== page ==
Designed by architects Carl and Carleton Adams, this 33-acre campus was completed in 1932 on a rural tract of land known as Spanish Acres, located approximately five miles northwest of downtown. The city’s third public high school, it quickly garnered national attention for its grand Spanish Colonial Revival architecture and was featured on the cover of Life in 1938. The Monticello Park and Jefferson suburban residential neighborhoods developed over time around the grounds, which are bounded today by Wilson Boulevard, Club Drive, Kampmann Boulevard, and Donaldson Avenue.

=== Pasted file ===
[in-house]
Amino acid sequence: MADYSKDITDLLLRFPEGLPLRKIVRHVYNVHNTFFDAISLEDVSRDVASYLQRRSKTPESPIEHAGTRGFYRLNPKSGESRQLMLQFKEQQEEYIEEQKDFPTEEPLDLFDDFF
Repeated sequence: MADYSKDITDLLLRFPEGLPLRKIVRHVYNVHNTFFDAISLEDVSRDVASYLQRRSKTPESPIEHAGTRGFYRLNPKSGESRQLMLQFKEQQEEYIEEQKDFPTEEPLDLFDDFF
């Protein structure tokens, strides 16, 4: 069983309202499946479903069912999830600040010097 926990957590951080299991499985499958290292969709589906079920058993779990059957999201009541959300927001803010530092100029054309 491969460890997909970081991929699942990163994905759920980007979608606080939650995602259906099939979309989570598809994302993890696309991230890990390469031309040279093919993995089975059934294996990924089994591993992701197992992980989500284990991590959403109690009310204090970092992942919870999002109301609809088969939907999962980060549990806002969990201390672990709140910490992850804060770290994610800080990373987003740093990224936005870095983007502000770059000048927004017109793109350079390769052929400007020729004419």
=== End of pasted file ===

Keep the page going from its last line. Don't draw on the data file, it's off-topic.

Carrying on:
Arranged around two courtyards, the interconnected building complex is situated atop a gently sloping hill and aligned 23 degrees off the east-west axis to take advantage of prevailing winds. A curved concrete walkway, divided by a central median planted with native perennials, leads up the hill to the main entrance from Kampmann Boulevard, which is lined with small trees. Just west of the main entrance, a stucco arcade borders the southern edge of a square grass courtyard with concrete pathways shaded by mature canopy trees. To the east, a second, larger grass courtyard contains a hexagonal fountain embellished with red and blue ceramic Talavera tiles. Renovations were completed during the 1960s and 1970s to accommodate more students, including the addition of a three-story east wing designed by architecture firm Phelps & Simmons in 1963. Tennis courts and a football field are located north of the complex, and a baseball field lies to the east. Thomas Jefferson High School was listed in the National Register of Historic Places in 1983.